Wolff believed the coming of the Lord to be at hand, his interpretation of the prophetic periods placing the great consummation within a very few years of the time pointed out by Miller. To those who urged from the scripture, “Of that day and hour knoweth no man,” that men are to know nothing concerning the nearness of the advent, Wolff replied: “Did our Lord say that that day and hour should never be known? Did He not give us signs of the times, in order that we may know at least the approach of His coming, as one knows the approach of the summer by the fig tree putting forth its leaves? Matthew 24:32. Are we never to know that period, whilst He Himself exhorteth us not only to read Daniel the prophet, but to understand it? and in that very Daniel, where it is said that the words were shut up to the time of the end (which was the case in his time), and that ‘many shall run to and fro’ (a Hebrew expression for observing and thinking upon the time), ‘and knowledge' (regarding that time) ‘shall be increased.’ Daniel 12:4. Besides this, our Lord does not intend to say by this, that the approach of the time shall not be known, but that the exact ‘day and hour knoweth no man.’ Enough, He does say, shall be known by the signs of the times, to induce us to prepare for His coming, as Noah prepared the ark.”—Wolff, Researches and Missionary Labors, pages 404, 405. GC 359.2Read in context »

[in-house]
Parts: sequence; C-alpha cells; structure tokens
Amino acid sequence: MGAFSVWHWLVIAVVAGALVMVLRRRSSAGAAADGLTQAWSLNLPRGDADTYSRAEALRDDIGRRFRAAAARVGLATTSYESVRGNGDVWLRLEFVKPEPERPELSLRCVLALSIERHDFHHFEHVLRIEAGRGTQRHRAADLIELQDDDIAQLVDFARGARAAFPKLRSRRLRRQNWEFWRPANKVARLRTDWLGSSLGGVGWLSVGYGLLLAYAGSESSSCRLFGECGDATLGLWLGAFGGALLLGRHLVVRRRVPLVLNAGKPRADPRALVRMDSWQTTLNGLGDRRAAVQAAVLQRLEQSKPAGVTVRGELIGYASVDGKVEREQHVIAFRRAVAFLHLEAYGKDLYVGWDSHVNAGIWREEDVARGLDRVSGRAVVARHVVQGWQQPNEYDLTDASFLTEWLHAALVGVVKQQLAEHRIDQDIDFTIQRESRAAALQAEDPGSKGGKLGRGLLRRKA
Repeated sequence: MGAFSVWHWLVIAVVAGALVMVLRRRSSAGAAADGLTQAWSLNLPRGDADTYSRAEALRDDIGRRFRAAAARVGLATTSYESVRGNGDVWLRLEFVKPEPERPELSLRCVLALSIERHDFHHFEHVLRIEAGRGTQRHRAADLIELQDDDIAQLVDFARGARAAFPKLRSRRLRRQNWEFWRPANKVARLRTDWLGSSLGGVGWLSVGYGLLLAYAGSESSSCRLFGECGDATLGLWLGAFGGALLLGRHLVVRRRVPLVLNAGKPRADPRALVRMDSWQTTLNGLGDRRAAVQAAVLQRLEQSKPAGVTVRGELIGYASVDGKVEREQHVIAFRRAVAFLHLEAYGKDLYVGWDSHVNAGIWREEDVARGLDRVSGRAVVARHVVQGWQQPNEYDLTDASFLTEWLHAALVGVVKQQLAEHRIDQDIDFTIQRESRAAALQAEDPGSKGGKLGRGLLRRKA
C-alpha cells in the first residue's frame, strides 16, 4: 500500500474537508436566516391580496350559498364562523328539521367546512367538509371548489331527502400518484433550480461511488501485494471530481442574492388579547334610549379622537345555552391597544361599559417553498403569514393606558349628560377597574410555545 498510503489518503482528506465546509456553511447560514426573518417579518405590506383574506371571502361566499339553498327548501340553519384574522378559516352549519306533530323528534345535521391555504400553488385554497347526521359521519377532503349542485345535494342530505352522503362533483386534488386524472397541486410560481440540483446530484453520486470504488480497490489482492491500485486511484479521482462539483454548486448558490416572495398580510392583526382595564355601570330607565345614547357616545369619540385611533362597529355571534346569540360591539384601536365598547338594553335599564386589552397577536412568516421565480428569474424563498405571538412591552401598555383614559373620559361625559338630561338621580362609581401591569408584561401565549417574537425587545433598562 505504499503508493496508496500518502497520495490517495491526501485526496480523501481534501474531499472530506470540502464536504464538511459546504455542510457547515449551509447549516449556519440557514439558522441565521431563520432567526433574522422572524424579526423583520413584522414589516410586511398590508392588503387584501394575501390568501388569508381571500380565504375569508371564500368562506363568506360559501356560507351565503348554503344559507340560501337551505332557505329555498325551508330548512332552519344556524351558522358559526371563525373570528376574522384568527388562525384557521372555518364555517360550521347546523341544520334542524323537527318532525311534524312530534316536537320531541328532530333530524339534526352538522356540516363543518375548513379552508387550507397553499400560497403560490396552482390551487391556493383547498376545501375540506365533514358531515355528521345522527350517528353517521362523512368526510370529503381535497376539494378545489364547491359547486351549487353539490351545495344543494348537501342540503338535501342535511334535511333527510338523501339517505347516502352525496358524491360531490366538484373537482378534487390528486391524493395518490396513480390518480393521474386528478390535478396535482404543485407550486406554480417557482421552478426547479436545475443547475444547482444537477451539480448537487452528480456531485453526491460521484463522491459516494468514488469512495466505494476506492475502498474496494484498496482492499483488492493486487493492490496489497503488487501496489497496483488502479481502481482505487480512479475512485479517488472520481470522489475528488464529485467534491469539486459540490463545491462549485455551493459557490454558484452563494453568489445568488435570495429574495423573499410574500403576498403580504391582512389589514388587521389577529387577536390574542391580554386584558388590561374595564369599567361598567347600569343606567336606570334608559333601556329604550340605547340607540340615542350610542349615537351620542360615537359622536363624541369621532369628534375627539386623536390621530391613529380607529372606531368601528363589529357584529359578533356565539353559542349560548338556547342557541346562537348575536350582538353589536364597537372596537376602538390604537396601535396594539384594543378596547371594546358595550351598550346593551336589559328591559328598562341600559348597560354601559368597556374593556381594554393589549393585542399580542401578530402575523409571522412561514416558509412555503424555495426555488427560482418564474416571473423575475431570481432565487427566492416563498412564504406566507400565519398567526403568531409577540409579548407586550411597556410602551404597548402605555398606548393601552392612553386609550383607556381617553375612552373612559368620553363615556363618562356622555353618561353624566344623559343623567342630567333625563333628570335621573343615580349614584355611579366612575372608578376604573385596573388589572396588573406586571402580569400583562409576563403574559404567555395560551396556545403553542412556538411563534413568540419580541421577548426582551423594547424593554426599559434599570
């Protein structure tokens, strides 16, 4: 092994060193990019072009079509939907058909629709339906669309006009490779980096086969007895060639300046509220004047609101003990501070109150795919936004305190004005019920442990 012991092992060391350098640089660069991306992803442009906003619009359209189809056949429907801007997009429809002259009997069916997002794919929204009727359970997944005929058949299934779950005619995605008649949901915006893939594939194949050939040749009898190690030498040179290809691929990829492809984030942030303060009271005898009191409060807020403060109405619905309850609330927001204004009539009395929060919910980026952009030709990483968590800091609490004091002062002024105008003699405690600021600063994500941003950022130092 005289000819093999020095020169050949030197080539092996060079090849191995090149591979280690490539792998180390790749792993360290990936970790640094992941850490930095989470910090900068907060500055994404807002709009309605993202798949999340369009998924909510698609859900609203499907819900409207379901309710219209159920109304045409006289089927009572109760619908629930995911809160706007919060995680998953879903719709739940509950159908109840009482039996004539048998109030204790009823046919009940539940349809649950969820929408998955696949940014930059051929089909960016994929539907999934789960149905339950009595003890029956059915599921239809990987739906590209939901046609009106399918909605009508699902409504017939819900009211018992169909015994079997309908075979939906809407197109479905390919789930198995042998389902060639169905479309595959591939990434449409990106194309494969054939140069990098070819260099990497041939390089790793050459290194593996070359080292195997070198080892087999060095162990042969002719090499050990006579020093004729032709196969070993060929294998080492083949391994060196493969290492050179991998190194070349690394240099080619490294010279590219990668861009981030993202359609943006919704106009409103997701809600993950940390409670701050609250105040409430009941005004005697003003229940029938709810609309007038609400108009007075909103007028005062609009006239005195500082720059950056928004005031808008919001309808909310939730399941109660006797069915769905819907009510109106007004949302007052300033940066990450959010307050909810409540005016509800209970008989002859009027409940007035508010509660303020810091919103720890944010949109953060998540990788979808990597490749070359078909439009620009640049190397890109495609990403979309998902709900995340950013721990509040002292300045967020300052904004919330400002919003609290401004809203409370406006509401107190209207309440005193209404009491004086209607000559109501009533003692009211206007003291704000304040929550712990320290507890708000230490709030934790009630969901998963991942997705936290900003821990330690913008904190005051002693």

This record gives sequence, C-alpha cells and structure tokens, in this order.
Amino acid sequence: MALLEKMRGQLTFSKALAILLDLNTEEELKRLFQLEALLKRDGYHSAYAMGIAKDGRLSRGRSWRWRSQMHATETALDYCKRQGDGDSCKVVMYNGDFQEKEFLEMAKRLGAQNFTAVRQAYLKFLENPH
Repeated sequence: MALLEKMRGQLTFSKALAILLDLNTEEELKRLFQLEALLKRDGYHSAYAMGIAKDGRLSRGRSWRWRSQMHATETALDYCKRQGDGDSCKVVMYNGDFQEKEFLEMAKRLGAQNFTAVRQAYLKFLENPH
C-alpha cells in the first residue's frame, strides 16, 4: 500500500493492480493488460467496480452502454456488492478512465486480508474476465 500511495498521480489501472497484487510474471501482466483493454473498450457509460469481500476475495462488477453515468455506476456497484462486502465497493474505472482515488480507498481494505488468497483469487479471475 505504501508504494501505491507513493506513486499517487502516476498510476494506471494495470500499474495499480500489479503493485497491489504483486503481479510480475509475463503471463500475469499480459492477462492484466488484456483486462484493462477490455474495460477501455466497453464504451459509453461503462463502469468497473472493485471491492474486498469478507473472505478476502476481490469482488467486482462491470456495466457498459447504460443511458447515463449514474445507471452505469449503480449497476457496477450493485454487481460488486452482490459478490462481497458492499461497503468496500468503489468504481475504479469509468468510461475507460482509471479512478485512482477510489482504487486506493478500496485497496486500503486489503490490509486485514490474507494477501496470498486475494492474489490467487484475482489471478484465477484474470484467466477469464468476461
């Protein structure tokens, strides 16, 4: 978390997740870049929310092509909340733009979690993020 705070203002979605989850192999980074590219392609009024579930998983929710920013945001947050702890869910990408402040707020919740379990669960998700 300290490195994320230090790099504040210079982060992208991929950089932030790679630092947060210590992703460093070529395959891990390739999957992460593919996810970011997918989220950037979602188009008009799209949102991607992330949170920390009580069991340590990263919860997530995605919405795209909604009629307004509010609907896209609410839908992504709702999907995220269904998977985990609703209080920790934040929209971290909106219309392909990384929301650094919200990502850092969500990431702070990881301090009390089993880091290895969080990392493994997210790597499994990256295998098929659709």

In the Bible the inheritance of the saved is called “a country.” Hebrews 11:14-16. There the heavenly Shepherd leads His flock to fountains of living waters. The tree of life yields its fruit every month, and the leaves of the tree are for the service of the nations. There are ever-flowing streams, clear as crystal, and beside them waving trees cast their shadows upon the paths prepared for the ransomed of the Lord. There the wide-spreading plains swell into hills of beauty, and the mountains of God rear their lofty summits. On those peaceful plains, beside those living streams, God's people, so long pilgrims and wanderers, shall find a home. GC 675.1